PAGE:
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A Gathering of Space Heroes
04.26.04
 
Astronauts have a special bond.

They've flown side by side and experienced moments together that most of us can only dream of: the rigors of training, the exhilaration of space flight and the satisfaction of completing challenging missions high above Earth.

Main entrance to the Astronaut Hall of Fame.They also celebrate each other's achievements. On May 1, when five Space Shuttle astronauts are inducted into the Astronaut Hall of Fame, an impressive array of America's space heroes will gather at the Kennedy Space Center Visitor Complex to honor their distinguished colleagues. The event will be broadcast on NASA Television at 1:30 p.m. EDT.
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Image to left: Five astronauts from the Space Shuttle program will be inducted into the Astronaut Hall of Fame, bringing the number of space explorers honored to 57. Credit: Astronaut Hall of Fame

Four of the astronauts to be inducted are: Kathryn D. Sullivan, the first American woman to participate in a spacewalk; Richard O. Covey, pilot of the Shuttle's first mission following the Challenger tragedy; Norman E. Thagard, the first American to spend time on Russia's Mir space station; and the late Francis R. "Dick" Scobee, pilot of the first Shuttle mission to repair a satellite and commander of the ill-fated Challenger mission.

Also being inducted is NASA's Deputy Administrator, Frederick D. Gregory. An accomplished astronaut, he piloted one Space Shuttle mission and commanded two more, becoming the first African-American to command a space mission. After a distinguished 30-year Air Force career, he retired with the rank of Colonel.

"I am so proud of Fred and grateful for all the years of service he's given to this agency," said NASA Administrator Sean O'Keefe. "I congratulate him and his wife Barbara on this tremendous honor."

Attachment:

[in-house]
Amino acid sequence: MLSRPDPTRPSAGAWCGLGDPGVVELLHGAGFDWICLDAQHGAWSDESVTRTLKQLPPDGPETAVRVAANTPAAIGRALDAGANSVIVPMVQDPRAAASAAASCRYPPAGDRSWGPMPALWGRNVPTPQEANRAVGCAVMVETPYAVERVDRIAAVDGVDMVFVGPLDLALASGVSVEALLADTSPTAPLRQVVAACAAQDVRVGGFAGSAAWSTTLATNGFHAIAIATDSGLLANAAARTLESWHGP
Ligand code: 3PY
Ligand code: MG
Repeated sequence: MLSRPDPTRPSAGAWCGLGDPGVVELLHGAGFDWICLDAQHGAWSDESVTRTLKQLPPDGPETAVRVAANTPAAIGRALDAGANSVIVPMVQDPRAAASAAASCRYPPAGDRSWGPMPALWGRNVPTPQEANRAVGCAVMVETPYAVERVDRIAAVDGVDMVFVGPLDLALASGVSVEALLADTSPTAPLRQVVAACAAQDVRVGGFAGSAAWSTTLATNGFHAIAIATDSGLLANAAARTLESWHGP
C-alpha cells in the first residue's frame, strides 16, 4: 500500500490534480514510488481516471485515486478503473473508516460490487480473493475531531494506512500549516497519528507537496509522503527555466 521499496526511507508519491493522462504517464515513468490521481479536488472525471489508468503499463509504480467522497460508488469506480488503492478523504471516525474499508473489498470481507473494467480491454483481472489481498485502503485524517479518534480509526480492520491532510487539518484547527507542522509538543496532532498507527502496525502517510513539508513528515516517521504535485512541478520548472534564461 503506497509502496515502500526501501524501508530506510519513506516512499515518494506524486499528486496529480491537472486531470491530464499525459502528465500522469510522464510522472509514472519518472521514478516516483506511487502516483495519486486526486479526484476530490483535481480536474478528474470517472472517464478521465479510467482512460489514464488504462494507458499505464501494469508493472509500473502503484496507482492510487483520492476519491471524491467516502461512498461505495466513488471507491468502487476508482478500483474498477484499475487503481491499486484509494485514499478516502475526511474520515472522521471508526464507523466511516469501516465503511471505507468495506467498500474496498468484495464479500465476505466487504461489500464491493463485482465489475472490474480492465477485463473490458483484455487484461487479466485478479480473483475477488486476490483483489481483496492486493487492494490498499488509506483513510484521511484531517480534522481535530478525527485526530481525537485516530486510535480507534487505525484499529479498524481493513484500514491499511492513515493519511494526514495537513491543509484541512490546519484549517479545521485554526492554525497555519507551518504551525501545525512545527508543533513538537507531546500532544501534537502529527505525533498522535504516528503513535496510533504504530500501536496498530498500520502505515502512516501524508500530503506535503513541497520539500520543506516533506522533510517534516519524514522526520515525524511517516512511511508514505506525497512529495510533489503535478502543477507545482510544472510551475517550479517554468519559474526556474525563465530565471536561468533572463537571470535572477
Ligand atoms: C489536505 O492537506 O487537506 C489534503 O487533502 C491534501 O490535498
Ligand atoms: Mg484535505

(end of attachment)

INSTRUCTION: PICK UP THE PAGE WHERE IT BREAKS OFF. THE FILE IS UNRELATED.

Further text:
"The opportunity to serve this country as an astronaut has always been honor enough for me," Gregory said. "I appreciate the recognition from the Astronaut Hall of Fame, and I feel proud to be in the company of the other remarkable explorers being inducted this year."

Festivities will kick off April 30 with an invitation-only dinner event honoring the 2004 inductees. On the morning of May 1, a "Moon Walker" brunch and "Mercury" lunch will set the stage for the induction ceremony.

Current Hall of Fame astronauts will introduce those being honored. Jim Lovell, commander of the famed Apollo 13 mission and president of the Astronaut Scholarship Foundation, will present each inductee with an official medal. With more than 20 former astronauts on hand, the event surely will be highlighted by lighthearted jokes and fond memories.

The induction of this third class of Shuttle astronauts will bring the number of space explorers honored in the Hall of Fame to 57. Inductees are carefully chosen by a committee of current and former NASA officials, journalists, historians and other space experts. Astronauts' overall contributions to space exploration, as well as their achievements in space, are equally important to committee members.

The Astronaut Scholarship Foundation, established in 1984 as the Mercury Seven Foundation, serves as a consultant in the operation of the Hall of Fame, supervises the induction process and works with the astronauts to arrange for display of their personal artifacts in the museum in Titusville, Fla. The foundation provides $170,000 in scholarships each year to college students pursuing degrees in scientific fields.

Delaware North Companies Parks and Resorts operates the Kennedy Space Center Visitor Complex and Astronaut Hall of Fame for NASA, and contributes to the foundation's scholarship program.

For more information about the induction events or to purchase tickets, visit: http://www.kennedyspacecenter.com/pressRoom/pressRoomDetails.asp?pressId=18
 
 
Anna Heiney
NASA's John F. Kennedy Space Center